Adult Stem Cell Breakthrough Ignored by Media and Politicians
Although adult stem cell research continues to produce concrete therapeutic applications and has shown feasibility in the treatment of most major diseases, media attention has been dismal. Instead, overtly positive articles focus on embryonic stem cell research, which requires the destruction of a human life.
The most recent example is that of a breakthrough by scientists at Australia's Griffith University which is so significant that it could render the debate over embryonic stem cell research moot. Newsmax reports (HT: The Black Kettle):
The results of the four-year research project showed that olfactory stem cells can be turned into heart cells, brain cells, nerve cells – indeed, almost any kind of cell in the body – without the problems of rejection or tumors forming, a common side effect with embryonic stem cells.
"Our experiments have shown adult stem cells isolated from the olfactory mucosa have the ability to develop into many different cell types if they are given the right chemical or cellular environment," research team leader Alan Mackay-Sim told the paper.
Mackay-Sim's team of scientists managed to grow nerve cells, glial cells, liver cells, heart cells and muscle cells from cells harvested from the human nose.
The breakthrough, first announced two months ago, has been largely ignored by the U.S. media, which has focused on embryonic stem cell research as the only option to cure debilitating ailments like Hodgkin's, Parkinson's and Alzheimer's disease.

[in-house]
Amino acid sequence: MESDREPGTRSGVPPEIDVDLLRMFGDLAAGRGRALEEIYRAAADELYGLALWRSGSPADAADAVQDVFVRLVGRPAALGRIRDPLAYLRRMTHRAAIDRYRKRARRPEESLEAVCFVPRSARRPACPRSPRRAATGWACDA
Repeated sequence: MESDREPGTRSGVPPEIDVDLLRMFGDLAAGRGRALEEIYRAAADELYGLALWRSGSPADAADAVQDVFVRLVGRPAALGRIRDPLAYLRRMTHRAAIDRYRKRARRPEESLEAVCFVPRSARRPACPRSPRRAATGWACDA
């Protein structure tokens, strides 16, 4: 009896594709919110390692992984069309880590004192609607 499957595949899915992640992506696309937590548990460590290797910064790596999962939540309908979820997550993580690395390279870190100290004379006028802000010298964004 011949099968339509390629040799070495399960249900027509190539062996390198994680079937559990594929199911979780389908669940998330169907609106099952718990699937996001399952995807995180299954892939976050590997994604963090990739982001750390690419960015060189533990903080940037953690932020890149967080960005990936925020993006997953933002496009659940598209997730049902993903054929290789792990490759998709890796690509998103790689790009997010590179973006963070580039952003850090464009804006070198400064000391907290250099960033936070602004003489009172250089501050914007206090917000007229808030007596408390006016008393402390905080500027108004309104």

Earlier this year I wrote about a team in Argentina that had demonstrated the effectiveness of adult stem cells for treating diabetes. In an interesting portion of an article coverning the work, Dr. Jorge Saslavsky wa asked why there seems to be a far greater emphasis worldwide on embryonic stem cell research as opposed to adult stem cell research, Saslavsky suggested the reason could be economic.
Because the procedures involved in embryonic stem cell research are far more complicated, they can attract greater funding for laboratories, while resulting treatments would be more costly as well.While there is some merit to the reason presented by Saslavsky, I don't think it is the only one, or even the dominant factor.
By contrast, the procedure for using adult stem cells from the same patient is much simpler and thus far less expensive, as it is limited to the cost of the catheters used to extract the bone marrow and inject the stem cells and the reagents needed to harvest them.
As a society, we look for miracle cures that promise a solution to life's trials and are willing to pour money into them. We want medical breakthroughs and want them now. When scientists suggest that ESC could cure paralysis, Parkinson's disease, diabetes, blindness, heart disease, and numerous other chronic diseases, the public willingly follows. In fact, special interest groups will rally supporters to demand that the government get involved for the good of mankind.
In addition, scientists, and people in general, seem to have a fascination with "creating life" and controlling it. The desire to "be like gods" has motivated man since the first sin was committed by Adam and Eve. The desire to control the inception and development of life certainly parallels the original sin and motivates individuals to step over moral boundaries.
Embryonic stem cell research fits these two categories well and, fueled by those willing to exploit the issue for political gain, has been effectively marketed and funded. Although many researchers are altruistic, all require money and must market their ideas by providing suitable scenarios to fit the expectations and desires of the funders.
Posted May 30, 2005 10:14 PM